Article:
Frank A. Possemato
Eleanor puts Lizzy to bed, but she’s awake again and pulling herself by the hands up the railing of her crib. If she wanted to she could climb out, she thinks, and she kind of wants to. But it’s raining outside the window. She watches the fingers and palms on the smoothness of the wood and their moving somehow seems a lot like the rain outside. The TV in the other room, turned to the channel that helps her sleep, says there is a mountain on Mars that’s 15 miles tall. Lizzy pulls herself higher, stares at the nightlight-lit floor straining to see the room she knew in the daytime. She pulls closer to the rain outside the window while in the ocean a squid bigger than her house patrols the night.
It’s ancient and invisible and in a world of millions there can be only one. Its front feelers translate the black water. Its eye scrapes the domain. Down here there is no time, no distance. This deep there is no scale, it may as well be miles long. It sees its prey and thrashes out of its trance. In an instant its body becomes electric.
Up through the ceiling of water, up it rips through the rain on the ceiling, and crashes on the deck of the Diamond Shamrock with a thud of squid.
“I told you it wasn’t seaweed.”
“What in the hell do we got here?”
Doc Walker parts his men and pulls a flashlight from his slicker; most of his crew do the same.
“Jesus Christ, look at that,” Doc Walker says and the light beam hits a tangle of grey and red.
A dozen more flashlights still can’t show the whole body.
Ryan clicks his light on, and notices the rain pouring off the tentacles, and the film dripping off beneath. He trails his light along the body, wonders what the skin, the only thing visible on the rainy open ocean, would feel like. For a moment, he wants to touch it, put his hand on it. Instead, he drags the light along and comes for the first time to the eye. It’s the size of a bicycle tire, an eye you could hold in both hands, and somehow living. If the sky at that moment had filled with the lights of UFOs, or if he had seen the face of God, it could not be more alien. And yet it’s the one flapping helplessly, drowning in the air while the boys try to get a picture that will show up in the pitch black rain.
“What’s the matter boy?” Doc says and puts his arm on Ryan’s shoulder, yellow vinyl against yellow vinyl. Ryan had been lost in the eye and now they both look down at it together. The pupil–the exact size of an Oreo cookie–slides down through the filmy sclera. The pupil moves like the marble falling into a toy hole, and stops as close to Ryan as it can. And stays there. Ryan feels the ocean under the Shamrock in a way her never did before. He feels the deck swaying and it feels a lot like the rain and he’s not sure which one’s up.
And the eye is still there, its massive pupil trying to touch him.
“Alright, alright, let’s get it out of here,” Doc orders.
“Finish that damn picture, Joey…”
Ryan doesn’t help with the moving, he stays in place, looking down, his light at his feet, feeling the swaying.
Somewhere in the background he can hear pushing and pulling and swearing and laughing. He doesn’t hear the splash.
The next thing he remembers is what feels like the ship going over a hard bump and nearly tipping. He catches himself on the railing but it oddly seems normal to him.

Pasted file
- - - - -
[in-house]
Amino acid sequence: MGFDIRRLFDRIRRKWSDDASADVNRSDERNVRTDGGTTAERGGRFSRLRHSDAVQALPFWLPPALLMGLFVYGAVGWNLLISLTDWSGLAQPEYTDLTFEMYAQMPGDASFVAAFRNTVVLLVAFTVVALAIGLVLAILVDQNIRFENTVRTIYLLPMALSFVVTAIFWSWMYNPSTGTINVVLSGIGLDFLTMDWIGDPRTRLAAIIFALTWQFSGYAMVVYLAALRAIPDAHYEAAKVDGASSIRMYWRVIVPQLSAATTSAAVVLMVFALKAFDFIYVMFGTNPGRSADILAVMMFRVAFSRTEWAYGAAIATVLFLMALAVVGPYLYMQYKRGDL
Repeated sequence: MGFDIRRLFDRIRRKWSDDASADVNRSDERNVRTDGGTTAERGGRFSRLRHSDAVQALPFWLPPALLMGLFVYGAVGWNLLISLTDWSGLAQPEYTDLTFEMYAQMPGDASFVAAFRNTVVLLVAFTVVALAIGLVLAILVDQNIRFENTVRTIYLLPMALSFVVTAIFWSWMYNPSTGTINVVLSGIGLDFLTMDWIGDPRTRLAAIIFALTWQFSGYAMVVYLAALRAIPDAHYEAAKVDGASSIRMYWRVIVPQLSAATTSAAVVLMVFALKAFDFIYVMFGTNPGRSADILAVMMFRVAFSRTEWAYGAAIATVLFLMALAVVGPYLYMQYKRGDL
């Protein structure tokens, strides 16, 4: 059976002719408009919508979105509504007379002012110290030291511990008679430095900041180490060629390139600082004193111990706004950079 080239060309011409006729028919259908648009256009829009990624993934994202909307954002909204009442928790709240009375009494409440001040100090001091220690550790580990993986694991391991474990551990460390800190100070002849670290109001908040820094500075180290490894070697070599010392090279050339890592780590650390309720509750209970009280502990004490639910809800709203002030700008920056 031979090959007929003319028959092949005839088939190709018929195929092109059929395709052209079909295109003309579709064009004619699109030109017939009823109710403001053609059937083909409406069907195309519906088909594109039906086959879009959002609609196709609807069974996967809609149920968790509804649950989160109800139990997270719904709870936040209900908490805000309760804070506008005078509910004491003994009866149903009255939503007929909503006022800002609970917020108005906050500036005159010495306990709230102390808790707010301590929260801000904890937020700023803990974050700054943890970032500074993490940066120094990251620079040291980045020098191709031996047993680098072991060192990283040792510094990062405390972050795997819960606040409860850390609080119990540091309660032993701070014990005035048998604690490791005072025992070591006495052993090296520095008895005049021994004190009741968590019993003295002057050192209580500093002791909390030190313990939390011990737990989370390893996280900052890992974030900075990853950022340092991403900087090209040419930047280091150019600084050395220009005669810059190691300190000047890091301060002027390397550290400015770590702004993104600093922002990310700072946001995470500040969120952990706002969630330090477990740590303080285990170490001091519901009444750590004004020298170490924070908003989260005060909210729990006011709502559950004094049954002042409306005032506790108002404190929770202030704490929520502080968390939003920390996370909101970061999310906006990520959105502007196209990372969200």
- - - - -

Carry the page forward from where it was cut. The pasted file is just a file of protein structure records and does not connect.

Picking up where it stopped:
Something feels like it’s cutting his leg and Ryan remembers where he is. What he thought was a cut is a grey-red tangle around his ankle. Just when he realizes this is really happening the squid pulls him off.
Ryan bangs his chin off the deck on the way down and he’s bleeding–on board they’re yelling and hurrying and Ryan’s leg is covered in suckers. Treading just above the surface, all at once he realizes he’s probably dying and comes to life ripping his nails into the hardness of the squid’s arm, grabbing, thrashing everything, the struggle an end unto itself–a confidence born of desperation and the brain forgetting what it has to. He pulls and presses and rips at the tentacles believing instantly it will work and when it doesn’t the panic bubbles out of his mouth.
Ryan doesn’t see the arm pulling him down, he sees the paint can by his front door that he flicks his cigarette butts into, he sees his daughter asleep in her room, and now he sees the fury of water under his nose.
Ryan’s head and arm pop back above the surface, the strobes find them, and as quickly he plunges back under.
His ears tell him first he’s underneath, out goes the sound and he feels the descent in his stomach. The seawater plunges his sinuses. Down, down he goes, he opens his eyes for the first time since he went under, and then he sees it. Upside down by the ankle, Ryan sees the bottomless grey. He sees the eyes, the constant movement of the arms the tiny beak opening and closing. A glimpse, an image that rises out of him like the shock of death leaving his body.
Thick plasma spills its secrets into the ocean. Ryan didn’t hear shots fired, or a raft hitting the water but he realizes he’s alive and without remembering how breaks the plane of the surface.
Back on deck Ryan’s clothes cling to his body with the dampness of squid blood and his.
He spasms and releases; it’s still raining and now they’re laughing and smoking cigarettes but Ryan says nothing.
What do you do now? Everyone knows it, nobody says it, and now you’ve seen it. In an ocean, in a girl’s bedroom, in the same world.
The rain on Ryan’s arm slides under his watch. It’s still working.
“Jesus Christ,” Doc says, “that was close.”
Born in Boston, Frank Possemato teaches English in the Los Angeles Community Colleges. His writing has appeared in a variety of publications including 3AM, Underground Voices, and in Akashic Books’ “Mondays Are Murder” noir series.